It would have been much better if we had had unanimity from the outset. Once I understood that was not going to be the case, it was a necessary price to pay. This was not without consequence. The prior universal view was that the ECB was fundamentally a very conservative central bank. So, it took some time before expansionary moves could be viewed without a certain degree of scepticism. But this only reinforced our determination.

This view — that we could not act without unanimity, especially at times without the largest member countries — played a bigger role at the beginning. But then, especially after the London speech was welcomed by the majority of the Governing Council, this view faded away. The London speech was a defining moment for that reason too.

When investors came on board; yes. How much time did you actually try to spend convincing these dissenting voices?

Time is always necessary, especially when the waters where the Governing Council was to navigate were unchartered. And my colleagues and I still spend a lot of time discussing where we go, what we want to do, and so on.

What was – in your view – your decisive argument?

My argument was that they should try to see that this is not a one-country world, that this is a more complex reality than just one country. And monetary policy should be designed accordingly. I think this is the key.

Reads like a potboiler!

What led to the famous Draghi speech/words: “Within our mandate, the ECB is ready to do whatever it takes to preserve the euro. And believe me, it will be enough.”

Can we go back to this famous dramatic event in London? History has been rewritten, hasn’t it? Because you didn’t actually plan to say it like this.

Well history did turn out differently from what people in the room expected. Some of that had to do with the sense that the overall situation was very serious. Spreads everywhere had widened. The exchange rate was depreciating not because of any other reason than a lack of confidence in our ability to act decisively. The financial system and banking system were widely fragmented.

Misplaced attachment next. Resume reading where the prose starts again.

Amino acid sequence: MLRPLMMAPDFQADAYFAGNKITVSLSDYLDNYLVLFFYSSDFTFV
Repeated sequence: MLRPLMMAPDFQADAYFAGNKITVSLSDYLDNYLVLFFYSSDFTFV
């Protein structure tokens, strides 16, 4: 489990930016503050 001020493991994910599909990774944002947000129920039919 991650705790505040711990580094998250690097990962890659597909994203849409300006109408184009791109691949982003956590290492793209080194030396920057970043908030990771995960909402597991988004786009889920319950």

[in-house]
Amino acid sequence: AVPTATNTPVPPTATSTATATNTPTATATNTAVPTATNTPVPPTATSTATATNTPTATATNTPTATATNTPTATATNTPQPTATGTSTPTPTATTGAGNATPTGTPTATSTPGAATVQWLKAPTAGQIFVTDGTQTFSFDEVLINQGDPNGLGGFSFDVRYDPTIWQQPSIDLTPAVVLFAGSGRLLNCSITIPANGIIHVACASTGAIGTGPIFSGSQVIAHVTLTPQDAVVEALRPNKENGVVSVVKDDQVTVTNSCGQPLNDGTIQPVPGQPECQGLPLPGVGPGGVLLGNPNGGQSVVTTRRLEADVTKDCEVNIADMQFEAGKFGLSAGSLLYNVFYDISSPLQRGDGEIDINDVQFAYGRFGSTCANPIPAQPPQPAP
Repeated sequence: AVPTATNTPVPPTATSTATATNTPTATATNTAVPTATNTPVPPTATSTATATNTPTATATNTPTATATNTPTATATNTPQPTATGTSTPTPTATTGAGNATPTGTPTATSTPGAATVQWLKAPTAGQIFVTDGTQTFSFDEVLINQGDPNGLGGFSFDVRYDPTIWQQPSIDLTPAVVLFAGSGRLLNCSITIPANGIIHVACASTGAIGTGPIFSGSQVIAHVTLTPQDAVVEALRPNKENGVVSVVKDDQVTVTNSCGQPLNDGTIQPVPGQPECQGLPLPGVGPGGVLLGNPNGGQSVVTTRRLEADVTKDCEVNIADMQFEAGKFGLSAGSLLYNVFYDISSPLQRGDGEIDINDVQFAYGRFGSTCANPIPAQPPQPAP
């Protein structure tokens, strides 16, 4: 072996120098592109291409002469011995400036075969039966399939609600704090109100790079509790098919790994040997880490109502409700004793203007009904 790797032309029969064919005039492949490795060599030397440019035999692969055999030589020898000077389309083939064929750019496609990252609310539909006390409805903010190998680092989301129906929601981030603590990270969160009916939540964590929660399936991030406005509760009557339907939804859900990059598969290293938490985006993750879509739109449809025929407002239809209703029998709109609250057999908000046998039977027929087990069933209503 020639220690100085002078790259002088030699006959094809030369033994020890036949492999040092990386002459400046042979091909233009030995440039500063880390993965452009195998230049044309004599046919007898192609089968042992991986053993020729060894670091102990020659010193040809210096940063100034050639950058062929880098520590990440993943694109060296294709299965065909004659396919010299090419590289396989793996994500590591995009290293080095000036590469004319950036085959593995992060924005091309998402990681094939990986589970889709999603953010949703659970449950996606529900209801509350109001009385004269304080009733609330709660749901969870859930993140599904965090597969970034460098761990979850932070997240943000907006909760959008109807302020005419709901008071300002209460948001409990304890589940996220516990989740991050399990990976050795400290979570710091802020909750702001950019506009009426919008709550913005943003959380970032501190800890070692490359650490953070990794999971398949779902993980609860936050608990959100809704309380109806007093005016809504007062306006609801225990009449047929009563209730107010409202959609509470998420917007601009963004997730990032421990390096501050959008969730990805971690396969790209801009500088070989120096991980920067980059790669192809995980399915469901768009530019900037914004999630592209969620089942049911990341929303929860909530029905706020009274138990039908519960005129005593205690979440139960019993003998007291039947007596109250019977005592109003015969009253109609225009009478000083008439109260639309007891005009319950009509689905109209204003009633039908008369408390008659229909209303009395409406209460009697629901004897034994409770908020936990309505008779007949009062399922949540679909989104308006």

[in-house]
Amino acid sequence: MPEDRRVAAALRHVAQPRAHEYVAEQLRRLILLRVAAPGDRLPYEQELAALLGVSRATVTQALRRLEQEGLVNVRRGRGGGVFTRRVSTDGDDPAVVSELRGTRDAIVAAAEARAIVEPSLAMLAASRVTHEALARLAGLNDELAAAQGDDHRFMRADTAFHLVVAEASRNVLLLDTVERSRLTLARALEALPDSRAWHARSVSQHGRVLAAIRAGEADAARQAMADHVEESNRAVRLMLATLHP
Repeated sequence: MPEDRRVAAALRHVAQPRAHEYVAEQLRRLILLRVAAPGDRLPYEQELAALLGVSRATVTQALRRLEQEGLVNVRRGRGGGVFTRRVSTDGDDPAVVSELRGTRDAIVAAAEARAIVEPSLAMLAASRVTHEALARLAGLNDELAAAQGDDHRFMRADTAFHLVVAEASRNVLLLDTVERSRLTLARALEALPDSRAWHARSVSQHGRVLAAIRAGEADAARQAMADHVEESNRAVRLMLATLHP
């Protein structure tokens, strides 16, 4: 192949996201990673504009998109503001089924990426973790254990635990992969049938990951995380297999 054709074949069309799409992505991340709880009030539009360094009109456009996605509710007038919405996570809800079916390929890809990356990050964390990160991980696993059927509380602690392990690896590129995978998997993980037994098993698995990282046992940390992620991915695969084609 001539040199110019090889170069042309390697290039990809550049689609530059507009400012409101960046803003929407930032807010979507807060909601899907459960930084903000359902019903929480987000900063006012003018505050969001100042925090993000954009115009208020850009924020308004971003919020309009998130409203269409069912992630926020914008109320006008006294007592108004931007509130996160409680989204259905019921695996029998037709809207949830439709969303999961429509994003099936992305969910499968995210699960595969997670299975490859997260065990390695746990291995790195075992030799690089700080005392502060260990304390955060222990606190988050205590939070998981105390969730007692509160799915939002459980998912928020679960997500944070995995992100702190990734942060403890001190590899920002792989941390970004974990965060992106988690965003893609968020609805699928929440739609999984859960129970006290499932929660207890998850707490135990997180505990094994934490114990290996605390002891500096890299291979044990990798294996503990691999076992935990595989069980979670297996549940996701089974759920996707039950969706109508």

It was quite clear that much of this was the outcome of a crisis of confidence in the euro. It had to be addressed. It had to be reverted. I was adamant about that. There had been preparatory work in the bank along various lines of possible action.

There had also been steps forward in the previous European Council in June with the launching of the banking union which, together with the just established European crisis mechanism and improved economic governance framework, strengthened EMU. Though these decisions certainly helped, and in fact were mostly based on proposals made by the ECB in the previous three years, the substance of the London speech was fully independent of the Council decisions. There was no deal.

So there had been a remarkable display of unity by the leaders in taking actions that would eventually make our monetary union stronger.

So to be clear, you did intend to make some kind of statement.

I had reflected, consulted and deeply thought about the appropriate message. I knew I had to make it absolutely clear that the ECB would do whatever was necessary, that only bringing certainty to markets that the ECB was unwavering would put a halt to the downward spiral. I was determined to make that point forcefully. And the markets did the rest.

So once you’d said this and it had a market reaction, did you have a clear plan then of what you were going to do to back it up?

A strong commitment to intervene in an unlimited fashion supported by an equally credible commitment of the country concerned. Given the experience with SMP, that commitment needed to be clearly spelled out and backed by a programme with the then EFSF, now the ESM.

The sense is now that it has acted as a nuclear deterrent. You never really needed to draw on it because markets find it so convincing. Were you convinced yourself at the point you created it that markets wouldn’t test it?

The second meeting was in early September. Then we were ready to be tested. The continuation of the favourable market reaction in my eyes showed that it was really a crisis of confidence that we needed to address.

Yes. That was the genius of it. Did you figure that it might have a chance of working that way?

The message was expected to calm the markets, but I also knew this message would be sustained if the countries undertook reforms needed to cement those lower spreads and to produce sustainable growth.

So many trade-offs..